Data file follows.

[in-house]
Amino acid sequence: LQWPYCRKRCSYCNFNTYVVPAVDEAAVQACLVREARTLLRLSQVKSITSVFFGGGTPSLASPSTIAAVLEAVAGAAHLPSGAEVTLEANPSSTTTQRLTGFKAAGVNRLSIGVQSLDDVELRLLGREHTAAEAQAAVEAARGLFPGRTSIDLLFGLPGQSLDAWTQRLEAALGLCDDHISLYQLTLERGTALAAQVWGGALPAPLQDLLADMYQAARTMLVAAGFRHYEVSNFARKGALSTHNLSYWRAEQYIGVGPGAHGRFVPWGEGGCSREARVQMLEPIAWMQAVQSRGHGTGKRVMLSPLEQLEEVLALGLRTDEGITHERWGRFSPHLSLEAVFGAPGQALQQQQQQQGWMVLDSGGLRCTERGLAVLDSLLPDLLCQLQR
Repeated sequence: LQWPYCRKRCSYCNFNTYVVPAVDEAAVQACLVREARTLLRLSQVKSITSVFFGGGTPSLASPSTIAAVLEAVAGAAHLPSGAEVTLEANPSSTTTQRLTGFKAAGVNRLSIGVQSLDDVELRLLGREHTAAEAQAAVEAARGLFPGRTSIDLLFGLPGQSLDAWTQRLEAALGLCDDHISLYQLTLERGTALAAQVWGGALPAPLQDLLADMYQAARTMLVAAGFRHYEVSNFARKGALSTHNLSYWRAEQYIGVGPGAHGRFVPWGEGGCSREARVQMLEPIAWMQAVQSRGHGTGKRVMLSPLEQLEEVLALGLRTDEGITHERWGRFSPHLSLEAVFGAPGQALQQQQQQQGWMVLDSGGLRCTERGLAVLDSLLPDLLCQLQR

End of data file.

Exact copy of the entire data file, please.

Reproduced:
[in-house]
Amino acid sequence: LQWPYCRKRCSYCNFNTYVVPAVDEAAVQACLVREARTLLRLSQVKSITSVFFGGGTPSLASPSTIAAVLEAVAGAAHLPSGAEVTLEANPSSTTTQRLTGFKAAGVNRLSIGVQSLDDVELRLLGREHTAAEAQAAVEAARGLFPGRTSIDLLFGLPGQSLDAWTQRLEAALGLCDDHISLYQLTLERGTALAAQVWGGALPAPLQDLLADMYQAARTMLVAAGFRHYEVSNFARKGALSTHNLSYWRAEQYIGVGPGAHGRFVPWGEGGCSREARVQMLEPIAWMQAVQSRGHGTGKRVMLSPLEQLEEVLALGLRTDEGITHERWGRFSPHLSLEAVFGAPGQALQQQQQQQGWMVLDSGGLRCTERGLAVLDSLLPDLLCQLQR
Repeated sequence: LQWPYCRKRCSYCNFNTYVVPAVDEAAVQACLVREARTLLRLSQVKSITSVFFGGGTPSLASPSTIAAVLEAVAGAAHLPSGAEVTLEANPSSTTTQRLTGFKAAGVNRLSIGVQSLDDVELRLLGREHTAAEAQAAVEAARGLFPGRTSIDLLFGLPGQSLDAWTQRLEAALGLCDDHISLYQLTLERGTALAAQVWGGALPAPLQDLLADMYQAARTMLVAAGFRHYEVSNFARKGALSTHNLSYWRAEQYIGVGPGAHGRFVPWGEGGCSREARVQMLEPIAWMQAVQSRGHGTGKRVMLSPLEQLEEVLALGLRTDEGITHERWGRFSPHLSLEAVFGAPGQALQQQQQQQGWMVLDSGGLRCTERGLAVLDSLLPDLLCQLQR